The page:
My grandfather, Allen, enjoyed jamming with his brother-in-law, Albert, who was playing the accordion. I can imagine that their jam session was a lively time, as those two instruments don’t usually go together. Nevertheless, when a couple of brothers get together and try to outdo each other in their play, and from what I have seen of these two brothers, they liked to joke around. They always seem to have a twinkle in their eyes in the pictures I’ve seen. I have a feeling that the brothers could be…maybe a little mischievious.
When we received the violin, it occurred to me that this was a pearl of great price, so to speak. Maybe the name engraved on the back reduces the value in the eyes of an antique dealer, but it only increases the value to us. So often you have very little that belonged to your great great grandfather…especially when he died 73 years before you were born. That is the real thing that gives it value to me and my family. This was something that my great great grandfather, great grandfather, grandfather, my uncle, and my dad all took pleasure in, and something my mom, my sisters, and our families will all take pleasure in for years to come…because it was my great great grandfather’s violin.
Kids just naturally have a love of musical instruments. Almost from the time they are born, they play with rattle and other noise makers for entertainment…sometimes to the point of headaches for their parents. It is a love of beautiful music…and believe me, we all have very different ideas of exactly what beautiful music is…that leads us to try to create the music we love on our own.
At Christopher’s age, it’s all about the noise level, the louder it pops, clangs, rings, or squeaks, the better they like it. Wait…I think that part of a kids love for music last at least until their 30’s and sometimes even longer, so really Christopher is just doing what every teenager does, only with different instruments. And he was having the time of his life doing it. You can’t help but smile, even though you know that after a few minutes of cuteness, the noise probably drove his parents nuts.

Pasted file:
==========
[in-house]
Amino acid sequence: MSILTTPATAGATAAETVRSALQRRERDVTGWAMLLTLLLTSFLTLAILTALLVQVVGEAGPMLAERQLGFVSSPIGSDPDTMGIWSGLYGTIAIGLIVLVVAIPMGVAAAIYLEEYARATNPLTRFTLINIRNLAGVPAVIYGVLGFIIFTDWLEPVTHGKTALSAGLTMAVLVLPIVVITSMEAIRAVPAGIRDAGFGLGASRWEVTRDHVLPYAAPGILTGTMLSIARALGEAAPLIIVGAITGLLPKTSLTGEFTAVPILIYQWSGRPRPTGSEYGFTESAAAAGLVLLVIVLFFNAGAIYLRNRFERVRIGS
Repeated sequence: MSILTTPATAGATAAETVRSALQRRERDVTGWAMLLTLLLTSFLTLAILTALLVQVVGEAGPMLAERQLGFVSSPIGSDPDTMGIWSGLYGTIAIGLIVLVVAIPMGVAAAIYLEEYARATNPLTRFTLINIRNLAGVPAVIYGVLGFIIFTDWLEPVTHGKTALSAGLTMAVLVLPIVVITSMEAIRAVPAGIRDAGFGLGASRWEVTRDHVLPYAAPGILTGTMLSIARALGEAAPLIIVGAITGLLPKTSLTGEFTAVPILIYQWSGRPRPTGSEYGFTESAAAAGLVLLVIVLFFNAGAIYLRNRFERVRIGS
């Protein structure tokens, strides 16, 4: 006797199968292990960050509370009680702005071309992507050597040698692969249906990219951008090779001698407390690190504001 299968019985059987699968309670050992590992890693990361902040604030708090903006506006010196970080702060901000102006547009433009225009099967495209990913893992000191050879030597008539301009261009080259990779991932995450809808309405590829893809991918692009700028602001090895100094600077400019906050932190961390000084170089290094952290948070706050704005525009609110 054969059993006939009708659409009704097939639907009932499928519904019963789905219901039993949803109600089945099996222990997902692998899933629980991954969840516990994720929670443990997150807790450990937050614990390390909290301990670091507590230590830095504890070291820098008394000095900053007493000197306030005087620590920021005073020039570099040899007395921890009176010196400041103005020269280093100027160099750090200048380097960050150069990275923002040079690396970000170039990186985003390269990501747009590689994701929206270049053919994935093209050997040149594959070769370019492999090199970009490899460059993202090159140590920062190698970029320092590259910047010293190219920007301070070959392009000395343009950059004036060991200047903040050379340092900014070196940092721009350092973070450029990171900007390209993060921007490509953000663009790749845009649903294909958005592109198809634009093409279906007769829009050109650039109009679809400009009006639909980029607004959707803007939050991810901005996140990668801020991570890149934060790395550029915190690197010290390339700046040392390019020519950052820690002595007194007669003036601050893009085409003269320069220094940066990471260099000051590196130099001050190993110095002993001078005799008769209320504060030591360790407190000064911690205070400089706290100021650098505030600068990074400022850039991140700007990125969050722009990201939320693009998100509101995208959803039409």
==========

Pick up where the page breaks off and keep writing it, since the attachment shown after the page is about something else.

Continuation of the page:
As kids get bigger, their choices of instruments change, and the opportunities they have in school help with those changes. I’m sure you all remember the recorder that kids learned to play on about 4th grade. Most kids sound pretty much like I do when I play the recorder…a sick duck, but my daughter Amy had a way with the recorder. She could make it really sing. That’s why we chose the Clarinet for her when she got to fifth grade, even though her sister, Corrie had chosen the Violin. Both girls played very well all the years they played in school, and I thoroughly enjoyed going to their performances.
Christopher played the Trumpet in 5th and 6th grade, and his brother, Josh played the Clarinet in 5th grade, following in his Aunt Amy’s footsteps. My granddaughter, Shai chose not to play an instrument, but go into choir for a time. Caalab would be the one to continue in the musical world, when he decided to take up the Guitar and follow in his dad’s footsteps. He now owns several Guitars, and continues to get better and better. He takes Guitar in school, and nobody has to tell him to practice. He loves to play. Where once he had rocks in his pockets, he now has multiple picks. He may not always have his Guitar, but those picks seem to always be with him. Typical, I guess for the boys in the band.